To best mitigate the effects of burnout, public health, and healthcare leaders must first understand the current severity of the crisis and its impacts. The following sections will offer some detailed insight into healthcare worker burnout, its repercussions, and what some potential solutions might look like.
What is Healthcare Burnout
“burnout is not an individual mental health diagnosis. Burnout is a workplace issue that calls for systems-oriented, organizational-level solutions.”
“a work-related stress syndrome resulting from chronic exposure to job stress…consisting of three qualitative dimensions which are emotional exhaustion, cynicism and depersonalization, reduced professional efficacy and personal accomplishment.”
The same study notes that while burnout can occur in any profession, “the incidence seems to be higher in physicians.”
The Healthcare Burnout Crisis
“There is a projected shortage of more than 3 million essential low-wage health workers in the next five years and a projected shortage of nearly 140,000 physicians by 2033.”
The Healthcare Burnout Impact
“consequences of burnout are decreased job satisfaction, absenteeism, turnover in personnel, and cynicism. These effects at work frequently have repercussions on personal life such as feeling unhappy, anxiety, depression, isolation, substance abuse, frictional and broken relationships and divorce.”
With such profound implications, it shouldn’t be surprising that so many burned-out healthcare workers are choosing to leave the health field.
“decreased time spent between provider and patient, increased medical errors and hospital-acquired infections among patients, and staffing shortages.”
Stressful and overwhelming work environments “make it harder for patients to get care when they need it.”
“approximately $4.6 billion in costs related to physician turnover and reduced clinical hours is attributable to burnout each year in the United States.”
Whether it be patient care, worker well-being, or cost, it’s clear that the repercussions of the burnout crisis are far-reaching and should be addressed as quickly as possible.
“more than half of primary care physicians report feeling stressed because of time pressures and other work conditions.”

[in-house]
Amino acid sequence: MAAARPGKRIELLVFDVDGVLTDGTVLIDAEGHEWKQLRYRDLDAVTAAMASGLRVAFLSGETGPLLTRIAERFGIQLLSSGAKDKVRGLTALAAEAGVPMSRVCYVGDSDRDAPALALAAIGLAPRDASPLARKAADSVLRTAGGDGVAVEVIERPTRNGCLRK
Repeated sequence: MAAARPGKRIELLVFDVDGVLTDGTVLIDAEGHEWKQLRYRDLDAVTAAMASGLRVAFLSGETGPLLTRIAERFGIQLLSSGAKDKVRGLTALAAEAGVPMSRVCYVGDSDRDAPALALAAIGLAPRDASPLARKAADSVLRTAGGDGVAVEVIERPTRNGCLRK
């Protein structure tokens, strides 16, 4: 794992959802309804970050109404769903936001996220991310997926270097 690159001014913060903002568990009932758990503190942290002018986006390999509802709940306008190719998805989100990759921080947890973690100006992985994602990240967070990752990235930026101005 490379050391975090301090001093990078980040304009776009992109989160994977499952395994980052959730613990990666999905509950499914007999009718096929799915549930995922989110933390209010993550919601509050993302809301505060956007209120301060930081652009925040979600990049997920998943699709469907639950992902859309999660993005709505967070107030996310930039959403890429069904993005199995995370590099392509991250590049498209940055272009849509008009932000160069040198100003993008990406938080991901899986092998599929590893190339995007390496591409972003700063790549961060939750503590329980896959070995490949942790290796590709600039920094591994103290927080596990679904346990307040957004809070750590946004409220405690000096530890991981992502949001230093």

Making institutional changes that alleviate these time constraints could help minimize these feelings of burnout.
“systemic racism, violence against Asians, and childcare crises for women in medicine have taken a tremendous toll on the mental and physical health of these minoritized groups during the pandemic. For women in medicine, there has been no respite from work, whether it’s on the front lines with COVID-19 or solving their childcare challenges.”
Developing solutions to these obstacles could help mitigate their disproportionate effects and contributions to burnout in the health field.
At AB Med, we are here to help you execute initiatives to minimize the healthcare burnout crisis facing your community. Our team of experts is ready to partner with you to develop, create, and launch programs that prioritize the well-being of both healthcare workers and the patients they are committed to caring for.
REFERENCES & RESOURCES
- Health Worker Burnout — Current Priorities of the U.S. Surgeon General. [online] Available at: https://www.hhs.gov/surgeongeneral/priorities/health-worker-burnout/index.html.
- De Hert, S. (2020). Burnout in healthcare workers: Prevalence, impact and preventative strategies. Local and Regional Anesthesia, [online] Volume 13(13), pp.171–183. doi:10.2147/lra.s240564.
- 2021 (2021). KFF/The Washington Post Frontline Health Care Workers Survey – Toll of the Pandemic. [online] KFF. Available at: https://www.kff.org/report-section/kff-the-washington-post-frontline-health-care-workers-survey-toll-of-the-pandemic/.
- General, O. of the S. (2022). New Surgeon General Advisory Sounds Alarm on Health Worker Burnout and Resignation. [online] HHS.gov. Available at: https://www.hhs.gov/about/news/2022/05/23/new-surgeon-general-advisory-sounds-alarm-on-health-worker-burnout-and-resignation.html.
- Han, S., Shanafelt, T.D., Sinsky, C.A., Awad, K.M., Dyrbye, L.N., Fiscus, L.C., Trockel, M. and Goh, J. (2019). Estimating the Attributable Cost of Physician Burnout in the United States. Annals of Internal Medicine, 170(11), p.784. doi:10.7326/m18-1422.
- Agency for Healthcare Research and Quality (2017). Physician Burnout. [online] Ahrq.gov. Available at: https://www.ahrq.gov/prevention/clinician/ahrq-works/burnout/index.html.
- Kaushik, D. (2021). Medical burnout: Breaking bad. [online] AAMC. Available at: https://www.aamc.org/news-insights/medical-burnout-breaking-bad.
By: Erik McLaughlin MD, MPH and Aikaterini Papadopoulou, B.Arch